On The Plus Side

Jan 3, 2015 | 1 comment

Published by HarperCollins, 2014

Published by HarperCollins, 2014

There are two items in particular that I doubt it’s possible to ‘catch up on.’ Those would be reading and sleeping. But I am here to report that these last few days I’ve been trying mightily to do both. When you have one of these weepy, hacking, miserable colds, there isn’t much else to do.

Just as I took to my bed, we got notice that Peter Stark’s new book Astoria had arrived at the library and Nyel, bless his heart, picked it up for me ‘toot sweet,’ as they say. I had heard Author Stark talk about it on KMUN and was curious. One of the points he made was that the beginnings of Astoria is an under-told and mostly unknown story. I found that hard to believe but, even if true, it seems to me that the KMUN audience is the wrong one to tell that to. I went right to the computer and ordered the book to find out what I didn’t know. (In retrospect, maybe Mr. Stark’s ploy worked very well.)

I found the book very readable, full of interesting information – especially regarding the personalities of Astor’s chosen leaders for his venture and the incredible difficulties involved in getting here in 1811. The facts appear to be well-documented (there is a 57-page appendix of acknowledgements and notes) and the descriptions of both the overland and seagoing journeys are actually quite gripping.

Fort Astoria, 1813

Fort Astoria, 1813

I have to say, though that I did question a couple of things. His lengthy explanation of hypothermia in the waters of the Pacific just outside the Columbia Bar did not jibe with what I’ve always understood. He says, After roughly two hours in the water, when the body’s core temperature falls to 86 degrees, the subject typically loses consciousness. At this point the victim usually drowns. His description concludes: After four hours in water this cold the victim is almost surely dead. However, I told myself, fact-checking that sort of information is easy; surely he did so. And I did, myself. I can only conclude that Stark is generous with his time frame…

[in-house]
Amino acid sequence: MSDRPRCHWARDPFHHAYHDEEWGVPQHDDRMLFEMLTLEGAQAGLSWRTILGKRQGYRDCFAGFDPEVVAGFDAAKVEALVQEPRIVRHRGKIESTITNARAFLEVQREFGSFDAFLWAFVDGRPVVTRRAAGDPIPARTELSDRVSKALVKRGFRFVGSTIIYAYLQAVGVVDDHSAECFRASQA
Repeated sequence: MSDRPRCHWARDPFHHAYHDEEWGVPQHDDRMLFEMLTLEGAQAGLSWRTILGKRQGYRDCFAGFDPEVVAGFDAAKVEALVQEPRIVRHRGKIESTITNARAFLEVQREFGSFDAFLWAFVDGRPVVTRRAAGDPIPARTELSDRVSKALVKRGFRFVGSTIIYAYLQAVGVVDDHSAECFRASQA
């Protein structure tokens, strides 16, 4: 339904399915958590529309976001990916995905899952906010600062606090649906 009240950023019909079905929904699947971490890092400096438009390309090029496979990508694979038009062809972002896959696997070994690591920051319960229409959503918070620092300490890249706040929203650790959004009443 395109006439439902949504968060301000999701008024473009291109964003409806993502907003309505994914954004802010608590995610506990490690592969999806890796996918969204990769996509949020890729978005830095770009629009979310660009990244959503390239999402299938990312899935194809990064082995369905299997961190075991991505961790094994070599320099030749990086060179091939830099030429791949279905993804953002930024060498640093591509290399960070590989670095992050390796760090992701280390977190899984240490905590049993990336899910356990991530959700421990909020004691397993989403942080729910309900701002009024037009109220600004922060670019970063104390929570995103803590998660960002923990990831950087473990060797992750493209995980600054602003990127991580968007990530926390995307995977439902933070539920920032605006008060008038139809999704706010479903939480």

And what about Stark’s identification of the Indian interpreter, Joseachal, who witnessed the explosion of Astor’s ship, the Tonquin. Not too many months ago I had heard a lecture about that very event and the Indian interpreter had been identified as “Jack Ramsay.” I did a little sleuthing and found that there is historic confusion on this point. In fact, according to an internet site called “PIONEERS, Early Census Records” several possibilities exist: JOSEACHAL or KASIACALL 1811: called LAMAZU by other (non-Quinault) tribes; confounded with RAMSAY (a half-British Chehalis called Lamosoi or Lamazee). I think I would have been happier with Stark’s presentation had he made reference, even in his appendix, to these possibilities.

Unfortunately, when one or two questionable bits of information surface in a historic work, the entire presentation becomes questionable – at least to me. Yet, I am sympathetic. Every writer I know lives in dread of factual errors. I have certainly had my share and they always seem to leap out at the moment of publication.

Bottom line: Do I recommend the book? Yes, but I’d sure like to hear some other local opinions about it. The reviews from Kirkus, the Chicago Tribune and other lofty sources all give it high marks. So, I suspect I’m just being picky…

1 Comment

  1. Stephanie Frieze

    Dave gave me the book for Christmas so I’ll have to get busy and read it!

    Reply

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